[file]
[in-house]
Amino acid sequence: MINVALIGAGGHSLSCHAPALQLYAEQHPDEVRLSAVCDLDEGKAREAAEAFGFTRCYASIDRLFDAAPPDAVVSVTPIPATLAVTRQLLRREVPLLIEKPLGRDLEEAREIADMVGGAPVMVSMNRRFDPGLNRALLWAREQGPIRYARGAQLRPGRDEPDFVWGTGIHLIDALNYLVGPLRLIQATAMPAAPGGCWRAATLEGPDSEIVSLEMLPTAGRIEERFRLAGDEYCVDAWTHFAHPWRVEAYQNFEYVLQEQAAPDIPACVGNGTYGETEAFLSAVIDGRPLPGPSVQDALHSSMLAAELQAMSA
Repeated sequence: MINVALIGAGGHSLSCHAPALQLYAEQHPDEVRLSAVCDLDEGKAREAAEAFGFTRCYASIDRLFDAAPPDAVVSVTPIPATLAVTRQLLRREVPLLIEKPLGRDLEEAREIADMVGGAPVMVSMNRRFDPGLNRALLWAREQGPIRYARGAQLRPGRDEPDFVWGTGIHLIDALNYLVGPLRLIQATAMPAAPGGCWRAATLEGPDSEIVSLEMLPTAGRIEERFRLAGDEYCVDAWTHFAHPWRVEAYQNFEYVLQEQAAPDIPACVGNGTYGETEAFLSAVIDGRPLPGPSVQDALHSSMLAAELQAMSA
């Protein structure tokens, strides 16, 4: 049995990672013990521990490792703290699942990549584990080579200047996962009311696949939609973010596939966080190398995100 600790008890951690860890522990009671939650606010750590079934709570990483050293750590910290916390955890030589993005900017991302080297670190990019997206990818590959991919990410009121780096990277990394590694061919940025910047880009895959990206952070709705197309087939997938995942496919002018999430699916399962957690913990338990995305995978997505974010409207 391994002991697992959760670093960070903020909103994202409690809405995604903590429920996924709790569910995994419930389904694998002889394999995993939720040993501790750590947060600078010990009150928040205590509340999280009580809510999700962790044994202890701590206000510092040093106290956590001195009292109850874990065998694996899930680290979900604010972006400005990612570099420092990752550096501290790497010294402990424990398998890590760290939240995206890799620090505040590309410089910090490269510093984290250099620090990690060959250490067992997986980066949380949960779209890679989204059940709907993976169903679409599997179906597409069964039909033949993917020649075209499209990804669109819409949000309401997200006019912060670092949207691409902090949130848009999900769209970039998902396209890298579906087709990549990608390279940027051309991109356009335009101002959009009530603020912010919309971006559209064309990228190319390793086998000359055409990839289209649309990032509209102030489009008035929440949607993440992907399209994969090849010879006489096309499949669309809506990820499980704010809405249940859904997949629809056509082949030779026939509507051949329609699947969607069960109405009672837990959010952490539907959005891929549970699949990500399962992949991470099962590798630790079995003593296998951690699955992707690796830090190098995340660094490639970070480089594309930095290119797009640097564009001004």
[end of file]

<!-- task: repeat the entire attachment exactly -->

[in-house]
Amino acid sequence: MINVALIGAGGHSLSCHAPALQLYAEQHPDEVRLSAVCDLDEGKAREAAEAFGFTRCYASIDRLFDAAPPDAVVSVTPIPATLAVTRQLLRREVPLLIEKPLGRDLEEAREIADMVGGAPVMVSMNRRFDPGLNRALLWAREQGPIRYARGAQLRPGRDEPDFVWGTGIHLIDALNYLVGPLRLIQATAMPAAPGGCWRAATLEGPDSEIVSLEMLPTAGRIEERFRLAGDEYCVDAWTHFAHPWRVEAYQNFEYVLQEQAAPDIPACVGNGTYGETEAFLSAVIDGRPLPGPSVQDALHSSMLAAELQAMSA
Repeated sequence: MINVALIGAGGHSLSCHAPALQLYAEQHPDEVRLSAVCDLDEGKAREAAEAFGFTRCYASIDRLFDAAPPDAVVSVTPIPATLAVTRQLLRREVPLLIEKPLGRDLEEAREIADMVGGAPVMVSMNRRFDPGLNRALLWAREQGPIRYARGAQLRPGRDEPDFVWGTGIHLIDALNYLVGPLRLIQATAMPAAPGGCWRAATLEGPDSEIVSLEMLPTAGRIEERFRLAGDEYCVDAWTHFAHPWRVEAYQNFEYVLQEQAAPDIPACVGNGTYGETEAFLSAVIDGRPLPGPSVQDALHSSMLAAELQAMSA
């Protein structure tokens, strides 16, 4: 049995990672013990521990490792703290699942990549584990080579200047996962009311696949939609973010596939966080190398995100 600790008890951690860890522990009671939650606010750590079934709570990483050293750590910290916390955890030589993005900017991302080297670190990019997206990818590959991919990410009121780096990277990394590694061919940025910047880009895959990206952070709705197309087939997938995942496919002018999430699916399962957690913990338990995305995978997505974010409207 391994002991697992959760670093960070903020909103994202409690809405995604903590429920996924709790569910995994419930389904694998002889394999995993939720040993501790750590947060600078010990009150928040205590509340999280009580809510999700962790044994202890701590206000510092040093106290956590001195009292109850874990065998694996899930680290979900604010972006400005990612570099420092990752550096501290790497010294402990424990398998890590760290939240995206890799620090505040590309410089910090490269510093984290250099620090990690060959250490067992997986980066949380949960779209890679989204059940709907993976169903679409599997179906597409069964039909033949993917020649075209499209990804669109819409949000309401997200006019912060670092949207691409902090949130848009999900769209970039998902396209890298579906087709990549990608390279940027051309991109356009335009101002959009009530603020912010919309971006559209064309990228190319390793086998000359055409990839289209649309990032509209102030489009008035929440949607993440992907399209994969090849010879006489096309499949669309809506990820499980704010809405249940859904997949629809056509082949030779026939509507051949329609699947969607069960109405009672837990959010952490539907959005891929549970699949990500399962992949991470099962590798630790079995003593296998951690699955992707690796830090190098995340660094490639970070480089594309930095290119797009640097564009001004």